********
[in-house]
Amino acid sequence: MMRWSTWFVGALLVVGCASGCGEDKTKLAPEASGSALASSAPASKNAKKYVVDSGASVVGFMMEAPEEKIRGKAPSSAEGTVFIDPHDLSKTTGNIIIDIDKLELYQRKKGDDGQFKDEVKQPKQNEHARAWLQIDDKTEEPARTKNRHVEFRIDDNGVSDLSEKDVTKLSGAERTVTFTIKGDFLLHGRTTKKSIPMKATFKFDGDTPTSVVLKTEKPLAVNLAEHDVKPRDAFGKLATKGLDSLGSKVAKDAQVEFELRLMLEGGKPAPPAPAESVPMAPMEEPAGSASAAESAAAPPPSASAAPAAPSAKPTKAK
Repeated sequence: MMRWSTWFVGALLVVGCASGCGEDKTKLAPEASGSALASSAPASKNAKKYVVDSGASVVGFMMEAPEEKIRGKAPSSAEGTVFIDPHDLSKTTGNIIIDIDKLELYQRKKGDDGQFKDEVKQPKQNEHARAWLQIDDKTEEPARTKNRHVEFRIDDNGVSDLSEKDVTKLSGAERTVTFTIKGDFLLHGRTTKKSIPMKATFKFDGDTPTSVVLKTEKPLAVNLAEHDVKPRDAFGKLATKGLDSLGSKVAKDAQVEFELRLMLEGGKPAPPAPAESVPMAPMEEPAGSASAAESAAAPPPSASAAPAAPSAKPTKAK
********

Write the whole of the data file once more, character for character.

[in-house]
Amino acid sequence: MMRWSTWFVGALLVVGCASGCGEDKTKLAPEASGSALASSAPASKNAKKYVVDSGASVVGFMMEAPEEKIRGKAPSSAEGTVFIDPHDLSKTTGNIIIDIDKLELYQRKKGDDGQFKDEVKQPKQNEHARAWLQIDDKTEEPARTKNRHVEFRIDDNGVSDLSEKDVTKLSGAERTVTFTIKGDFLLHGRTTKKSIPMKATFKFDGDTPTSVVLKTEKPLAVNLAEHDVKPRDAFGKLATKGLDSLGSKVAKDAQVEFELRLMLEGGKPAPPAPAESVPMAPMEEPAGSASAAESAAAPPPSASAAPAAPSAKPTKAK
Repeated sequence: MMRWSTWFVGALLVVGCASGCGEDKTKLAPEASGSALASSAPASKNAKKYVVDSGASVVGFMMEAPEEKIRGKAPSSAEGTVFIDPHDLSKTTGNIIIDIDKLELYQRKKGDDGQFKDEVKQPKQNEHARAWLQIDDKTEEPARTKNRHVEFRIDDNGVSDLSEKDVTKLSGAERTVTFTIKGDFLLHGRTTKKSIPMKATFKFDGDTPTSVVLKTEKPLAVNLAEHDVKPRDAFGKLATKGLDSLGSKVAKDAQVEFELRLMLEGGKPAPPAPAESVPMAPMEEPAGSASAAESAAAPPPSASAAPAAPSAKPTKAK